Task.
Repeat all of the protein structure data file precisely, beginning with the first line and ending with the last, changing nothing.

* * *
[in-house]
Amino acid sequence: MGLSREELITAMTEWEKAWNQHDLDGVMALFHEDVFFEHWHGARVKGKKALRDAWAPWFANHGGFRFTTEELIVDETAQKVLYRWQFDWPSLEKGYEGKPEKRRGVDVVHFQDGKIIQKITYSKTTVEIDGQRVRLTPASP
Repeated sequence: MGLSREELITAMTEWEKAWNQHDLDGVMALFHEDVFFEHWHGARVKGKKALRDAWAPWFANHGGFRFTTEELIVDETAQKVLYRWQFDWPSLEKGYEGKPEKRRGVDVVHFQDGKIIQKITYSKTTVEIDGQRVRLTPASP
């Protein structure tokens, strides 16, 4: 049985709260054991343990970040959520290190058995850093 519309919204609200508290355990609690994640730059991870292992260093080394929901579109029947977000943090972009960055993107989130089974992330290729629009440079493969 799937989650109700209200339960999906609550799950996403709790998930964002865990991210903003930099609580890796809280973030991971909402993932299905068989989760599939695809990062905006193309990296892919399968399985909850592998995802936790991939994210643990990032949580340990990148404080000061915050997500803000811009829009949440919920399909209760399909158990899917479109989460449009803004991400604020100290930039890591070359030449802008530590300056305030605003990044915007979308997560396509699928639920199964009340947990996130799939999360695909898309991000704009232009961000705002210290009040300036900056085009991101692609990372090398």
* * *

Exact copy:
[in-house]
Amino acid sequence: MGLSREELITAMTEWEKAWNQHDLDGVMALFHEDVFFEHWHGARVKGKKALRDAWAPWFANHGGFRFTTEELIVDETAQKVLYRWQFDWPSLEKGYEGKPEKRRGVDVVHFQDGKIIQKITYSKTTVEIDGQRVRLTPASP
Repeated sequence: MGLSREELITAMTEWEKAWNQHDLDGVMALFHEDVFFEHWHGARVKGKKALRDAWAPWFANHGGFRFTTEELIVDETAQKVLYRWQFDWPSLEKGYEGKPEKRRGVDVVHFQDGKIIQKITYSKTTVEIDGQRVRLTPASP
């Protein structure tokens, strides 16, 4: 049985709260054991343990970040959520290190058995850093 519309919204609200508290355990609690994640730059991870292992260093080394929901579109029947977000943090972009960055993107989130089974992330290729629009440079493969 799937989650109700209200339960999906609550799950996403709790998930964002865990991210903003930099609580890796809280973030991971909402993932299905068989989760599939695809990062905006193309990296892919399968399985909850592998995802936790991939994210643990990032949580340990990148404080000061915050997500803000811009829009949440919920399909209760399909158990899917479109989460449009803004991400604020100290930039890591070359030449802008530590300056305030605003990044915007979308997560396509699928639920199964009340947990996130799939999360695909898309991000704009232009961000705002210290009040300036900056085009991101692609990372090398």